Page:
My solution:

a. Create a hash table with m keys, one for each value in B. Each key in H maps to a dynamic array of sorted indices containing indices in A that are equal to B[i]. This takes O(n) time. We go through each index j in A. If key A[i] exists in H (O(1) time) then add an value containing the index j of A to the list of indices that H[A[i]] maps to.

At this point we have 'binned' n elements into m bins. However, total storage is just O(n).

b. The 2nd part of the algorithm involves maintaining a ‘left’ index and a ‘right’ index for each list in H. Lets create two arrays of size m called L and R that contain these values. Initially in our example,

We also keep track of the “best” minimum window.

We then iterate over the following actions on L and R which are inherently greedy:
i. In each iteration, we compute the minimum and maximum values in L and R.
For L, Lmax - Lmin is the window and for R, Rmax - Rmin is the window. We update the best window if one of these windows is better than the current best window. We use a min heap to keep track of the minimum element in L and a max heap to keep track of the largest element in R. These take O(m*log(m)) time to build.
ii. From a ‘greedy’ perspective, we want to take the action that will minimize the window size in each L and R. For L it intuitively makes sense to increment the minimum index, and for R, it makes sense to decrement the maximum index.

We want to increment the array position for the minimum value until it is larger than the 2nd smallest element in L, and similarly, we want to decrement the array position for the largest value in R until it is smaller than the 2nd largest element in R.

Next, we make a key observation:

If L[i] is the minimum value in L and R[i] is less than the 2nd smallest element in L, ie, if R[i] were to still be the minimum value in L if L[i] were replaced with R[i], then we are done. We now have the “best” index in list i that can contribute to the minimum window. Also, all the other elements in R cannot contribute to the best window since their L values are all larger than L[i]. Similarly if R[j] is the maximum element in R and L[j] is greater than the 2nd largest value in R, we are also done by setting R[j] = L[j]. Any other index in array i to the left of L[j] has already been accounted for as have all indices to the right of R[j], and all indices between L[j] and R[j] will perform poorer than L[j].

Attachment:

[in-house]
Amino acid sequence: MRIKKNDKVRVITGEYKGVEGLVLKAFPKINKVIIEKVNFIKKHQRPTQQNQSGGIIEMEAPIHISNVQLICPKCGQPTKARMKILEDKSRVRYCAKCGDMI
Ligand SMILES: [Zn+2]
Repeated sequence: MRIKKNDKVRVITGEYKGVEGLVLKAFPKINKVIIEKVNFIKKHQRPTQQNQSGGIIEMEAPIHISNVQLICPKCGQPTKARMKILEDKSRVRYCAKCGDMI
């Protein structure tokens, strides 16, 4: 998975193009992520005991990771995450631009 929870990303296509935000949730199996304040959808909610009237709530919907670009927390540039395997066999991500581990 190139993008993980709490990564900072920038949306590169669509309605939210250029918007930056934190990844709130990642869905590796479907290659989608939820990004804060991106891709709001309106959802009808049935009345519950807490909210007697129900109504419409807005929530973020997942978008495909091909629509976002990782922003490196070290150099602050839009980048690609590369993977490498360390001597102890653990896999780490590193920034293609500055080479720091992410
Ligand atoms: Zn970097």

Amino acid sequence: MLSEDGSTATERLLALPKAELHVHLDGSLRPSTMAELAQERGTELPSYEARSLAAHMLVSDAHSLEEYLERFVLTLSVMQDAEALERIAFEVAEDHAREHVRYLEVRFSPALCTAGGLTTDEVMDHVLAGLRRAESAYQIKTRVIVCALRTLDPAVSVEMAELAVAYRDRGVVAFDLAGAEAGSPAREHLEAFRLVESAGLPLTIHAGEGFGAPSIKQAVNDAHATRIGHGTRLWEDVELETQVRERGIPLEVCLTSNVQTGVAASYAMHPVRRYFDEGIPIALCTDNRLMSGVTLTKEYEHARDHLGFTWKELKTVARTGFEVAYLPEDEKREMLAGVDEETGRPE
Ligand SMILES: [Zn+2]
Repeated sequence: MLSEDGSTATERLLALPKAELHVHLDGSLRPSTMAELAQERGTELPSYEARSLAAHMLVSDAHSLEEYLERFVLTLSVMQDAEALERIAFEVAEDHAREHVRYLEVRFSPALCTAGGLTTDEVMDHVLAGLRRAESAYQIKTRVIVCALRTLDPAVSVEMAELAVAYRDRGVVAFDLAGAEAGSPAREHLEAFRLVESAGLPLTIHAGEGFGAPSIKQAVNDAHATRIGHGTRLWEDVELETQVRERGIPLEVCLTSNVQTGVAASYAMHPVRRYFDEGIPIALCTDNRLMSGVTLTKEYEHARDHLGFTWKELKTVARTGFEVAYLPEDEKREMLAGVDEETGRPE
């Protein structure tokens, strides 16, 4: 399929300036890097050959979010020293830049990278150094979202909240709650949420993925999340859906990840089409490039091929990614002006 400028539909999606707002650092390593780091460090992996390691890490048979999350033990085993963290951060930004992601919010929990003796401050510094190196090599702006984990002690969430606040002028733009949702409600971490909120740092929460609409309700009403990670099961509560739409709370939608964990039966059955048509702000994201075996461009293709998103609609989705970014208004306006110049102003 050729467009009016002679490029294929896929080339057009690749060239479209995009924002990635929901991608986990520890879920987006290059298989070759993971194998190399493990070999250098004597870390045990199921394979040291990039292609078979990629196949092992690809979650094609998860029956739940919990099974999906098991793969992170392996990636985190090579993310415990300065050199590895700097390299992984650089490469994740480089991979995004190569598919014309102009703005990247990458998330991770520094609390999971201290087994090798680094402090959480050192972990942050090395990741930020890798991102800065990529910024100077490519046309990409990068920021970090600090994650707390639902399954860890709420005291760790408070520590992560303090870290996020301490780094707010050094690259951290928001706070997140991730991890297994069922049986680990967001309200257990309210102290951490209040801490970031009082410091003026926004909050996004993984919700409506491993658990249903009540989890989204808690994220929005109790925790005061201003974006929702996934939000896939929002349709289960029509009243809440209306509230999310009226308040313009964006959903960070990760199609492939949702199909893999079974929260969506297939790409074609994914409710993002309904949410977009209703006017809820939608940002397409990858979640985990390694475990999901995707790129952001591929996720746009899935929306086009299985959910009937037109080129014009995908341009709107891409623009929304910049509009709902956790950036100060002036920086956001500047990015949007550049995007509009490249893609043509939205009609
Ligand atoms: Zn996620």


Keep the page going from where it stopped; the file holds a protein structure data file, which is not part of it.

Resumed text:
Otherwise, we simply increment the array position L[i] until it is larger than the 2nd smallest element in L and decrement array position R[j] (where R[j] is the max in R) until it is smaller than the 2nd largest element in R. We compute the windows and update the best window if one of the L or R windows is smaller than the best window. We can do a Fibonacci search to optimally do the increment / decrement. We keep incrementing L[i] using Fibonacci increments until we are larger than the 2nd largest element in L. We can then perform binary search to get the smallest element L[i] that is larger than the 2nd largest element in L, similar for the set R. After the increment / decrement, we pop the largest element from the max heap for R and the minimum element for the min heap for L and insert the new values of L[i] and R[j] into the heaps. This is an O(log(m)) operation.

Step ii. would terminate when Lmin can’t move any more to the right or Rmax can’t move any more to the left (as the R/L values are the same). Note that we can have scenarios in which L[i] = R[i] but if it is not the minimum element in L or the maximum element in R, the algorithm would still continue.

Runtime analysis:
a. Creation of the hash table takes O(n) time and O(n) space.
b. Creation of heaps: O(m*log(m)) time and O(m) space.
c. The greedy iterative algorithm is a little harder to analyze. Its runtime is really bounded by the distribution of elements. Worst case, we cover all the elements in each array in the hash table. For each element, we perform an O(log(m)) heap update.

Worst case runtime is hence O(n*log(m)) for the iterative greedy algorithm. In the best case, we discover very fast that L[i] = R[i] for the minimum element in L or the maximum element in R…run time is O(1)*log(m) for the greedy algorithm!

Average case seems really hard to analyze. What is the average “convergence” of this algorithm to the minimum window. If we were to assume that the Fibonacci increments / binary search were to help, we could say we only look at m*log(n/m) elements (every list has n/m elements) in the average case. In that case, the running time of the greedy algorithm would be m*log(n/m)*log(m).

Total running time
Best case: O(n + m*log(m) + log(m)) time = O(n) assuming m << n
Average case: O(n + m*log(m) + m*log(n/m)*log(m)) time = O(n) assuming m << n.
Worst case: O(n + n*log(m) + m*log(m)) = O(n*log(m)) assuming m << n.

Space: O(n + m) (hashtable and heaps) always.

Edit: Here is a worked out example:

A[5, 1, 1, 5, 6, 1, 1, 5]
B[5, 6]

H:
{
5 => {1, 4, 8}
6 => {5}
}

Greedy Algorithm:

L => {1, 1}
R => {3, 1}

Iteration 1:
a. Lmin = 1 (since H{5}[1] < H{6}[1]), Lmax = 5. Window: 5 - 1 + 1= 5
Increment Lmin pointer, it now becomes 2.

L => {2, 1}

Rmin = H{6}[1] = 5, Rmax = H{5}[3] = 8. Window = 8 - 5 + 1 = 4. Best window so far = 4 (less than 5 computed above).
We also note the indices in A (5, 8) for the best window.

Decrement Rmax, it now becomes 2 and the value is 4.

R => {2, 1}

b. Now, Lmin = 4 (H{5}[2]) and the index i in L is 1. Lmax = 5 (H{6}[1]) and the index in L is 2.
We can't increment Lmin since L[1] = R[1] = 2. Thus we just compute the window now.

The window = Lmax - Lmin + 1 = 2 which is the best window so far.

Thus, the best window in A = (4, 5).